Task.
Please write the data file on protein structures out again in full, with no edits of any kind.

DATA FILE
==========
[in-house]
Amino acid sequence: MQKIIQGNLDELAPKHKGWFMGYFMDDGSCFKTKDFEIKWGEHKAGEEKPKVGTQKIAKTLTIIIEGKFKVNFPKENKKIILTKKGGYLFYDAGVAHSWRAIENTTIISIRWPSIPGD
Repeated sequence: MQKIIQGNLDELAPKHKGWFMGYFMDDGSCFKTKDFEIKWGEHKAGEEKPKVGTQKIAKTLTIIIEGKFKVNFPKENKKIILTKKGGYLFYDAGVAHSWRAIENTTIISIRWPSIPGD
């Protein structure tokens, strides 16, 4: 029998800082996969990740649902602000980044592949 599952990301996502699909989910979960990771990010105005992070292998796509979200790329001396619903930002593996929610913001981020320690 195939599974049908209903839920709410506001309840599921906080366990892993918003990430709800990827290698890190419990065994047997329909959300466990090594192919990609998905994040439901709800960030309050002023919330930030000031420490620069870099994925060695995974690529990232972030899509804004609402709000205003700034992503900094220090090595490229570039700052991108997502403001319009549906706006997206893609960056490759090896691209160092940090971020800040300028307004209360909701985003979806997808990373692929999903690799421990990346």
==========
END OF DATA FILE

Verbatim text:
[in-house]
Amino acid sequence: MQKIIQGNLDELAPKHKGWFMGYFMDDGSCFKTKDFEIKWGEHKAGEEKPKVGTQKIAKTLTIIIEGKFKVNFPKENKKIILTKKGGYLFYDAGVAHSWRAIENTTIISIRWPSIPGD
Repeated sequence: MQKIIQGNLDELAPKHKGWFMGYFMDDGSCFKTKDFEIKWGEHKAGEEKPKVGTQKIAKTLTIIIEGKFKVNFPKENKKIILTKKGGYLFYDAGVAHSWRAIENTTIISIRWPSIPGD
């Protein structure tokens, strides 16, 4: 029998800082996969990740649902602000980044592949 599952990301996502699909989910979960990771990010105005992070292998796509979200790329001396619903930002593996929610913001981020320690 195939599974049908209903839920709410506001309840599921906080366990892993918003990430709800990827290698890190419990065994047997329909959300466990090594192919990609998905994040439901709800960030309050002023919330930030000031420490620069870099994925060695995974690529990232972030899509804004609402709000205003700034992503900094220090090595490229570039700052991108997502403001319009549906706006997206893609960056490759090896691209160092940090971020800040300028307004209360909701985003979806997808990373692929999903690799421990990346």